I also had some Neodymium ½” by ¼” magnets from a previous homebrew stir plate project that I decided to embed in the border of the frame. After I assembled the frame I then used a Forstner ½” bit to drill a little over ¼” into the wood to add the magnets. I only had ten magnets, so I tried to distribute the magnets to where I thought they might have the best coverage later for either a frame or maybe masking panels for when I switch to 2.35 format material. On the verticals I drilled holes 4” from the corners, and on the horizontals I added a magnet 16” from each corner and also mid-span (60”). As strong as these magnets are, I’m guessing that they will be strong enough to support a horizontal masking panel. Fingers crossed. I also wanted to add the magnets before I painted the screen so that the silver coating on the magnets would be the same color as the rest of the frame.
Now the next part I wasn’t sure about as I didn’t see anything definitive in the previous builds that I went through. I decided to paint my screen frame black to prevent any potential ghosting on the image from light reflecting back through the spandex. On some builds it looks like some folks didn’t paint at all and didn’t notice any negative effects, but on others they mention painting, and specifically looking at granroth’s build he used a gray tinted primer.
Unfortunately I was so caught up in the excitement of assembly and the urge for progress that I forgot to take pictures of the frame before painting. Hopefully above I’ve provided enough description though to understand how I built the frame. Here is a picture of the frame as I prepare to attach the first layer of spandex. The front of the screen is facing up with the back on the bottom. The vertical supports will be offset from the spandex by the width of the 2x4.
I decided to go with the popular milliskin flat white over milliskin flat silver from Spandex World. I ordered 3.5 yards of each to ensure I had enough to stretch across the screen and also to hedge against getting the spandex shipped folded in a box. The good news is that the spandex came rolled and well packaged! I’m pretty sure I spent the same amount of time building the frame as it took me to open the plastic around the Spandex roll. And just like damn Aunt Betty at Christmas who double wraps the presents, sure enough Spandex World subscribes to the same principles! Once I broke through the first blue barrier, I immediately found a protective clear under layer with clear tape that I carefully disassembled to make sure I didn’t damage the fabric.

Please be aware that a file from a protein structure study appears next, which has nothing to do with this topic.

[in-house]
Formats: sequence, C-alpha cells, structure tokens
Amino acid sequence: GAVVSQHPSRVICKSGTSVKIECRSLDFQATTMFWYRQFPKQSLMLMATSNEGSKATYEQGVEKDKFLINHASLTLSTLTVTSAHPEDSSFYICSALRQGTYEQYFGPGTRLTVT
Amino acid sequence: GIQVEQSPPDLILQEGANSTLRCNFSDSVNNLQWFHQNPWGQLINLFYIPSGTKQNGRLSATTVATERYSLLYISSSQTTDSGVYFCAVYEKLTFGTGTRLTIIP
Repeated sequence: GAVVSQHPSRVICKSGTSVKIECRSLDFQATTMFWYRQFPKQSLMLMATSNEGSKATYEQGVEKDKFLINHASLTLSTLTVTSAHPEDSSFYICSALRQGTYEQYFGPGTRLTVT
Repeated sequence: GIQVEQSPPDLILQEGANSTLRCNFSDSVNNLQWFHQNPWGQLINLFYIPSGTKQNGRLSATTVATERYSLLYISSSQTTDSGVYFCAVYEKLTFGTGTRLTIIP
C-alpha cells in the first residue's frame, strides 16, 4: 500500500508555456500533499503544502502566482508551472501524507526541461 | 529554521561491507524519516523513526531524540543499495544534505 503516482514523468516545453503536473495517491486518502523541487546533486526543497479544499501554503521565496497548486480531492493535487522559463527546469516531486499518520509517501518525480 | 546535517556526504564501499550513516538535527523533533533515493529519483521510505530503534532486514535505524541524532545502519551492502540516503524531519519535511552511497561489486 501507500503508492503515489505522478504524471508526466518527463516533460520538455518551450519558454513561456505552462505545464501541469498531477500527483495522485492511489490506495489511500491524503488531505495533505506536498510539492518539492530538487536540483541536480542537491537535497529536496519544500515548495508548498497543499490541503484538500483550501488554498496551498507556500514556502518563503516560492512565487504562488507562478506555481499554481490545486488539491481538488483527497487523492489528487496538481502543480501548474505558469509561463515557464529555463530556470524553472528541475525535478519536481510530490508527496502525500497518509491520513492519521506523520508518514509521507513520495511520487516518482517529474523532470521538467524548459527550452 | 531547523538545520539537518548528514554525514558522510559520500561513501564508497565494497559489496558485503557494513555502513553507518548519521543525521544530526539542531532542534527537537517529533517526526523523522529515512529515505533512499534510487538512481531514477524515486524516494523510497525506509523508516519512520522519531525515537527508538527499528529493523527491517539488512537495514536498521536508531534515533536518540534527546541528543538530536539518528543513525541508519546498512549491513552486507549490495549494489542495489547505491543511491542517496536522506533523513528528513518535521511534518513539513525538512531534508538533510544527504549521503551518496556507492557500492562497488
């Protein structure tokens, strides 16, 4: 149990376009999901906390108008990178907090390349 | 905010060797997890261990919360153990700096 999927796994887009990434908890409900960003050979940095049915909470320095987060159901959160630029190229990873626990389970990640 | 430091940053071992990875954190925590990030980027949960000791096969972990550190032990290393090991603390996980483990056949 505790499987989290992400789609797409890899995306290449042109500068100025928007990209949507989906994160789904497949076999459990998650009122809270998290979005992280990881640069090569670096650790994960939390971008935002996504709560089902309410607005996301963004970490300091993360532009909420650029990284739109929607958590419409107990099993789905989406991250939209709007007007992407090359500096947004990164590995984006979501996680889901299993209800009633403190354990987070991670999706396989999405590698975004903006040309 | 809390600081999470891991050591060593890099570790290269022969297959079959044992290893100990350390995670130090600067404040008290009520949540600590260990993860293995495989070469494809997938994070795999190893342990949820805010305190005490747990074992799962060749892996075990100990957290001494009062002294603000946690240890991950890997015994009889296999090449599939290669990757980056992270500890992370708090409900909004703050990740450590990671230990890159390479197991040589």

I was grateful to see that the silver spandex was on the outside of the roll, because I was able to just unroll that portion and repackage the white until I was ready to staple it to the frame.
I used the technique described in this picture, which basically has you rotating sides and stapling twice in each long horizontal side and once in the vertical sides. As MM so nicely points out in granroth’s thread, there definitely is something to this that can only be gained through upholstery training or repeated exercise of applying spandex.
Here are the tools that I used to staple the spandex to the frame: ¼” T50 staples with my EasyShot Plus staple gun. I decided on the ¼” staples as I figured that it shouldn’t take much holding power to keep the spandex taut and also if I needed to remove staples these should come out fairly easy.
And here is a couple progressions:
NOTE: I in fact did not order my spandex medium rare, but rather limited by my image capturing technology
Halfway through stapling:
Almost to the corners:
Now at this point I ran into an issue because no matter which way I stretched the fabric across the frame I had wavy wrinkles in either direction. I’m not sure what caused this, but I think it may be that I didn’t put enough tension on the short sides as I stapled around the frame. For the height of the screen I think it is easy to know when you get enough tension because you can feel the stretch and the tactile feedback helps you know how far to pull and staple. However, across the frame since I had plenty of fabric to work with it was hard to tell when to staple because it didn’t feel the same. I pulled to the tension that I thought was the same as the vertical sides, but in retrospect I’m not sure I did it correctly.